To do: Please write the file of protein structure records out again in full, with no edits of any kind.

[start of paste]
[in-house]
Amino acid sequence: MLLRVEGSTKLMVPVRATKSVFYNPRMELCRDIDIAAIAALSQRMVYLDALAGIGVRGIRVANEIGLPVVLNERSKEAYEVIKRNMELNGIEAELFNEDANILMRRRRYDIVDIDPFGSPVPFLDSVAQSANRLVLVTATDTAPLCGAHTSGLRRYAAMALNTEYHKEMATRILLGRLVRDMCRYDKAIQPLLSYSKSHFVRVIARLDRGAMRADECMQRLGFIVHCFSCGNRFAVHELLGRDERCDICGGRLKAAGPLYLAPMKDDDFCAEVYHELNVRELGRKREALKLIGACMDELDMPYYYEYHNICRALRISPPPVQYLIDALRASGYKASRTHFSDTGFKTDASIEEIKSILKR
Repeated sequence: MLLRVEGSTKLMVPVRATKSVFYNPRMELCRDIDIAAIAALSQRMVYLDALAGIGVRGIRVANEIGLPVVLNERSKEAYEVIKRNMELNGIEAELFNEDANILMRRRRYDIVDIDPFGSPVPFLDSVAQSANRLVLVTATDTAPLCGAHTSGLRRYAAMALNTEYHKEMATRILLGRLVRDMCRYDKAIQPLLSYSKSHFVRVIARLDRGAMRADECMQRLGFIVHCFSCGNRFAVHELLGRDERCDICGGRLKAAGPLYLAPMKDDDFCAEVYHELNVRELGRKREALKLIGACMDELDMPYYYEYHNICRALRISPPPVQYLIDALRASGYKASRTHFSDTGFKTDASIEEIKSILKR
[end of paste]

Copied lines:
[in-house]
Amino acid sequence: MLLRVEGSTKLMVPVRATKSVFYNPRMELCRDIDIAAIAALSQRMVYLDALAGIGVRGIRVANEIGLPVVLNERSKEAYEVIKRNMELNGIEAELFNEDANILMRRRRYDIVDIDPFGSPVPFLDSVAQSANRLVLVTATDTAPLCGAHTSGLRRYAAMALNTEYHKEMATRILLGRLVRDMCRYDKAIQPLLSYSKSHFVRVIARLDRGAMRADECMQRLGFIVHCFSCGNRFAVHELLGRDERCDICGGRLKAAGPLYLAPMKDDDFCAEVYHELNVRELGRKREALKLIGACMDELDMPYYYEYHNICRALRISPPPVQYLIDALRASGYKASRTHFSDTGFKTDASIEEIKSILKR
Repeated sequence: MLLRVEGSTKLMVPVRATKSVFYNPRMELCRDIDIAAIAALSQRMVYLDALAGIGVRGIRVANEIGLPVVLNERSKEAYEVIKRNMELNGIEAELFNEDANILMRRRRYDIVDIDPFGSPVPFLDSVAQSANRLVLVTATDTAPLCGAHTSGLRRYAAMALNTEYHKEMATRILLGRLVRDMCRYDKAIQPLLSYSKSHFVRVIARLDRGAMRADECMQRLGFIVHCFSCGNRFAVHELLGRDERCDICGGRLKAAGPLYLAPMKDDDFCAEVYHELNVRELGRKREALKLIGACMDELDMPYYYEYHNICRALRISPPPVQYLIDALRASGYKASRTHFSDTGFKTDASIEEIKSILKR